Information appliances are still predominantly software-based products whose primary purpose remains the capturing, manipulating, and accessing information. Another trend is embedding software-mediated capabilities within a variety of existing material products, products whose primary purpose may not be information-related but that benefit from enhanced information processing and control.
Example An increasing number of products include significant embedded software content, including audio or video equipment, kitchen appliances, home security systems, and automobiles. Software has become a standard means of controlling many mechanical devices. Increasingly these products are networked, allowing them to interoperate for common purposes, allowing remote access, and enabling downloadable software upgrades.
The logical extension of this is the embedding of information technology (IT) (including networked connectivity, processing, and storage) in many everyday objects, which is called pervasive computing (Ciarletta and Dima 2000; IBM Systems Journal 1999; Makulowich 1999; Weiser 1991). Pervasive computing includes information appliances but also an added capability and functionality in the material objects around us, including many opportunities that arise when these objects can communicate and coordinate. Our everyday environment becomes a configurable and flexible mesh of communicating and computing nodes (largely hidden from view) that take care of information-processing needs in the control and coordination of the material world.
In pervasive computing, much more so than in information appliances, composability that is flexible, opportunistic, and almost universal is an important goal because one of the major added values of software content is new ways of communicating among and controlling devices in the material world.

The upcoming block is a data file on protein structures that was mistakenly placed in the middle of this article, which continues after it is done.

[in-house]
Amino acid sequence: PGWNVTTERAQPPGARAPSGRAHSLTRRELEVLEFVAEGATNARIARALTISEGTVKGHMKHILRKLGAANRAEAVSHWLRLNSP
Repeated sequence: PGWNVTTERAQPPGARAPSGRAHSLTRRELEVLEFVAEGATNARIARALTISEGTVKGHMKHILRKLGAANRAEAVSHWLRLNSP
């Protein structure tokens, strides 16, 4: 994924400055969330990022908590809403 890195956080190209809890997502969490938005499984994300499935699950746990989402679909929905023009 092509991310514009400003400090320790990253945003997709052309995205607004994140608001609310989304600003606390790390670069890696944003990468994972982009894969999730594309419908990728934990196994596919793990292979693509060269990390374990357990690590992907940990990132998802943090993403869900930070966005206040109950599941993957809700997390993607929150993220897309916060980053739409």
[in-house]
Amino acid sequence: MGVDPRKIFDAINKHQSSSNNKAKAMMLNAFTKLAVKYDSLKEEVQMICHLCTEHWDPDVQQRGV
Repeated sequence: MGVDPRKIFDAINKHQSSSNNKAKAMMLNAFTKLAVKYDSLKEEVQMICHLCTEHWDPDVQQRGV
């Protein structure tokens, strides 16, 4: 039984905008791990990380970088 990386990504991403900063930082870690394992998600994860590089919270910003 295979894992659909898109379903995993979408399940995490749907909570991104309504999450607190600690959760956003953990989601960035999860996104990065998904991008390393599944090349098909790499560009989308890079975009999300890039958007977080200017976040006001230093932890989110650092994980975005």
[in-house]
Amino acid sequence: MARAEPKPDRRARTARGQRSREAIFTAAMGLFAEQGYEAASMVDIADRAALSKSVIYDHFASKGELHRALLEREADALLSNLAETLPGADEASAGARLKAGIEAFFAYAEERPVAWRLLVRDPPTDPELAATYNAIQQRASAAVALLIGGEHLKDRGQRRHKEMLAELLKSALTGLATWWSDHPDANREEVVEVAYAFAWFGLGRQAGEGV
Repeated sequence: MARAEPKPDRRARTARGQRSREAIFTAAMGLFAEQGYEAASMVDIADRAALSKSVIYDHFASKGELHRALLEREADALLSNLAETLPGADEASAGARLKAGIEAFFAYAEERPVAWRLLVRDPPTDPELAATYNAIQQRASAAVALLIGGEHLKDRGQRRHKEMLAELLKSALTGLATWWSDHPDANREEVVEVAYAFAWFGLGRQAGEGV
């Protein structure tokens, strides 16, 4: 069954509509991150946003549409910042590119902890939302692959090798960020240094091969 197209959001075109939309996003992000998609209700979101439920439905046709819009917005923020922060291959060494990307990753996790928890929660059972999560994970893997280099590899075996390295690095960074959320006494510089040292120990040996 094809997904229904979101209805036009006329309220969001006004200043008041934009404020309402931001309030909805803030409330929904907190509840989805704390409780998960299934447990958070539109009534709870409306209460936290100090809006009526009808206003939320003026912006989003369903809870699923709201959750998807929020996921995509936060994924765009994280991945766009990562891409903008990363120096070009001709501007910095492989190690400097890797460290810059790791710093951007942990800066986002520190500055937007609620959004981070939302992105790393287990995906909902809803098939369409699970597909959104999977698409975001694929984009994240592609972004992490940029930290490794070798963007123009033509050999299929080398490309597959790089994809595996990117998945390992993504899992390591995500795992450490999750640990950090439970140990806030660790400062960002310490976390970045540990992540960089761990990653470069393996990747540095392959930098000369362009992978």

Example The ideal home security system should automatically close the drapes and turn out the lights when you watch a movie on your home theater, and the toaster should disable the smoke alarm while it is operating. The microwave oven should shut down while the cordless phone is in use to avoid interference. The stop sign and traffic lights at intersections should be eliminated, replaced by signals or automatic braking mechanisms within each automobile so that actions can be based entirely on the presence of conflicting traffic. The automobile horn (another car's initiating an alert) should be replaced by a signal in the car being alerted. (Of course, these ideas ignore the reality of pedestrians, bicycles, and so on.)
Further, taking advantage of IT to increase the complementarity of many products in the material world becomes a new and challenging goal for product marketing and design. This is also a severe technical challenge because of the diversity of products and vendors potentially affected, and because composability is carried to a larger dimensions than just the IT (see section 4.3.6).
Example Jini, which is based on Java (Sun Microsystems 1999b), and Universal Plug-and-Play (Microsoft 2000), are examples of technical approaches to interoperability in pervasive computing based on internet protocols. These protocols focus on achieving interoperability among information appliances and pervasive computers using similar technology to Web services (see section 7.3.7), offering discovery services for devices to opportunistically find one another, and interoperability standards based on dynamically loading device drivers (see figure 7.8) using mobile code (see section 4.5.5). They do not address specifically the challenges of complementarity, which must be addressed by context-dependent and industry-specific standardization efforts.
Many challenges of embedded software in pervasive computing are similar to IT equipment, the other major environment for embedded software. The primary differences are the much greater emphasis on composability and a less sophisticated operator and user (the general consumer), implying that all maintenance and upgrade processes must be automated and foolproof. Pervasive computing also presents interesting challenges to firms who find it difficult to develop a sophisticated software development capability because their primary expertise is elsewhere, and who may therefore be more disposed to outsourcing. On the other hand, as software functionality and content grows, these suppliers face the challenge of transitioning into software suppliers, with the distinctive business models this implies.
Example Bernina, a maker of high-featured sewing machines, now derives significant revenue from selling unbundled embroidery software for its machines, and offers a computer interface and various patches and maintenance releases of its software.